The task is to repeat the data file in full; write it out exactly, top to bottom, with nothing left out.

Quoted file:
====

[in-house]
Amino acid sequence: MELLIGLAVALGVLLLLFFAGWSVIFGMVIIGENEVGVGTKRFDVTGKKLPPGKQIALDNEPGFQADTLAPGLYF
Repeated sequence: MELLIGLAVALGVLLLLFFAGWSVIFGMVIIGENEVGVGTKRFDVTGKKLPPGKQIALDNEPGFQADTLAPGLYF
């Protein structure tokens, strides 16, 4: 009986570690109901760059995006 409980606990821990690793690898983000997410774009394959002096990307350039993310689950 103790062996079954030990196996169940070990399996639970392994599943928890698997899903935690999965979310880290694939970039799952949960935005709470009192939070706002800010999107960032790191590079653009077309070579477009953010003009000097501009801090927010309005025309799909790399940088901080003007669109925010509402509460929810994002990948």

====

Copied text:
[in-house]
Amino acid sequence: MELLIGLAVALGVLLLLFFAGWSVIFGMVIIGENEVGVGTKRFDVTGKKLPPGKQIALDNEPGFQADTLAPGLYF
Repeated sequence: MELLIGLAVALGVLLLLFFAGWSVIFGMVIIGENEVGVGTKRFDVTGKKLPPGKQIALDNEPGFQADTLAPGLYF
């Protein structure tokens, strides 16, 4: 009986570690109901760059995006 409980606990821990690793690898983000997410774009394959002096990307350039993310689950 103790062996079954030990196996169940070990399996639970392994599943928890698997899903935690999965979310880290694939970039799952949960935005709470009192939070706002800010999107960032790191590079653009077309070579477009953010003009000097501009801090927010309005025309799909790399940088901080003007669109925010509402509460929810994002990948």